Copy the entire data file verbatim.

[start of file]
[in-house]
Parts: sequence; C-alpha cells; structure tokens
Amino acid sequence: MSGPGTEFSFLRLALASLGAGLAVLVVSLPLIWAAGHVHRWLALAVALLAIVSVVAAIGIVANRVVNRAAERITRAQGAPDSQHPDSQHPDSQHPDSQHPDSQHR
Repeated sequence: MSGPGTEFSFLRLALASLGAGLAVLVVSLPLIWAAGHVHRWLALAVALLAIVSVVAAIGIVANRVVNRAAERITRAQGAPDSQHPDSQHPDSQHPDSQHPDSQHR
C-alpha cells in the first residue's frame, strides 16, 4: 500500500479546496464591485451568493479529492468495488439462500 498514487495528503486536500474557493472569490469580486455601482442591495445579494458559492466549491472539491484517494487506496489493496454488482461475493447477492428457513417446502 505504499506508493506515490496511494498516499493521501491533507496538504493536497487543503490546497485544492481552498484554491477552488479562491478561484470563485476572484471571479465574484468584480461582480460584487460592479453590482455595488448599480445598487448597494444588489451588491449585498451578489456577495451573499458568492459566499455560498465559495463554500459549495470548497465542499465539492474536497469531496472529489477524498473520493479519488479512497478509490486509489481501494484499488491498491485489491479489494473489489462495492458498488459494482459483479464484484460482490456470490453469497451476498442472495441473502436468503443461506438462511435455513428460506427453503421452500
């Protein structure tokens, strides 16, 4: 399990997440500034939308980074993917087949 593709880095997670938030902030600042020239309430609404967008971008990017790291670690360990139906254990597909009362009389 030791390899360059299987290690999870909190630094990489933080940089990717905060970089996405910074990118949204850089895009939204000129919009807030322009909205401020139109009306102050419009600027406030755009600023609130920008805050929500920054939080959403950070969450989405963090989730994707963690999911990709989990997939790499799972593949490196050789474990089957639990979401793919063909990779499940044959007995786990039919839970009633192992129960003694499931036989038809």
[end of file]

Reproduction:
[in-house]
Parts: sequence; C-alpha cells; structure tokens
Amino acid sequence: MSGPGTEFSFLRLALASLGAGLAVLVVSLPLIWAAGHVHRWLALAVALLAIVSVVAAIGIVANRVVNRAAERITRAQGAPDSQHPDSQHPDSQHPDSQHPDSQHR
Repeated sequence: MSGPGTEFSFLRLALASLGAGLAVLVVSLPLIWAAGHVHRWLALAVALLAIVSVVAAIGIVANRVVNRAAERITRAQGAPDSQHPDSQHPDSQHPDSQHPDSQHR
C-alpha cells in the first residue's frame, strides 16, 4: 500500500479546496464591485451568493479529492468495488439462500 498514487495528503486536500474557493472569490469580486455601482442591495445579494458559492466549491472539491484517494487506496489493496454488482461475493447477492428457513417446502 505504499506508493506515490496511494498516499493521501491533507496538504493536497487543503490546497485544492481552498484554491477552488479562491478561484470563485476572484471571479465574484468584480461582480460584487460592479453590482455595488448599480445598487448597494444588489451588491449585498451578489456577495451573499458568492459566499455560498465559495463554500459549495470548497465542499465539492474536497469531496472529489477524498473520493479519488479512497478509490486509489481501494484499488491498491485489491479489494473489489462495492458498488459494482459483479464484484460482490456470490453469497451476498442472495441473502436468503443461506438462511435455513428460506427453503421452500
């Protein structure tokens, strides 16, 4: 399990997440500034939308980074993917087949 593709880095997670938030902030600042020239309430609404967008971008990017790291670690360990139906254990597909009362009389 030791390899360059299987290690999870909190630094990489933080940089990717905060970089996405910074990118949204850089895009939204000129919009807030322009909205401020139109009306102050419009600027406030755009600023609130920008805050929500920054939080959403950070969450989405963090989730994707963690999911990709989990997939790499799972593949490196050789474990089957639990979401793919063909990779499940044959007995786990039919839970009633192992129960003694499931036989038809």